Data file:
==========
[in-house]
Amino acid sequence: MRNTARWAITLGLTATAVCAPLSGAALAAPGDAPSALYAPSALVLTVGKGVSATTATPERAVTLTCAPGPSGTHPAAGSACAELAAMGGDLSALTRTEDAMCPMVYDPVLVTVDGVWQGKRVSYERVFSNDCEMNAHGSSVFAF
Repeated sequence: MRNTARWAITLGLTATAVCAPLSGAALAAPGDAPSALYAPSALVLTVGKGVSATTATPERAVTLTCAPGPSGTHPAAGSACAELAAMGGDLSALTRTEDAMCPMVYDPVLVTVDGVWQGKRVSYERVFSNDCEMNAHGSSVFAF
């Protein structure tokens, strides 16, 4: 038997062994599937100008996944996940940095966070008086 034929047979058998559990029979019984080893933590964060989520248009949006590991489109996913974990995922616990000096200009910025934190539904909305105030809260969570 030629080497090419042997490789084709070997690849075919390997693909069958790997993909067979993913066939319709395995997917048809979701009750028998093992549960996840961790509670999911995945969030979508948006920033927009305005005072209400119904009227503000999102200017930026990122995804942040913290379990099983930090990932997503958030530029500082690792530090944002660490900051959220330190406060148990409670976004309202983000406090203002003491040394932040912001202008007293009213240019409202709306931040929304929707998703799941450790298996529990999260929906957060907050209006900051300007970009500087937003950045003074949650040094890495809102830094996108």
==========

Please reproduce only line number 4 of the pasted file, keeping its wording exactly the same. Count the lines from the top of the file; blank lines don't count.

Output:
């Protein structure tokens, strides 16, 4: 038997062994599937100008996944996940940095966070008086 034929047979058998559990029979019984080893933590964060989520248009949006590991489109996913974990995922616990000096200009910025934190539904909305105030809260969570 030629080497090419042997490789084709070997690849075919390997693909069958790997993909067979993913066939319709395995997917048809979701009750028998093992549960996840961790509670999911995945969030979508948006920033927009305005005072209400119904009227503000999102200017930026990122995804942040913290379990099983930090990932997503958030530029500082690792530090944002660490900051959220330190406060148990409670976004309202983000406090203002003491040394932040912001202008007293009213240019409202709306931040929304929707998703799941450790298996529990999260929906957060907050209006900051300007970009500087937003950045003074949650040094890495809102830094996108």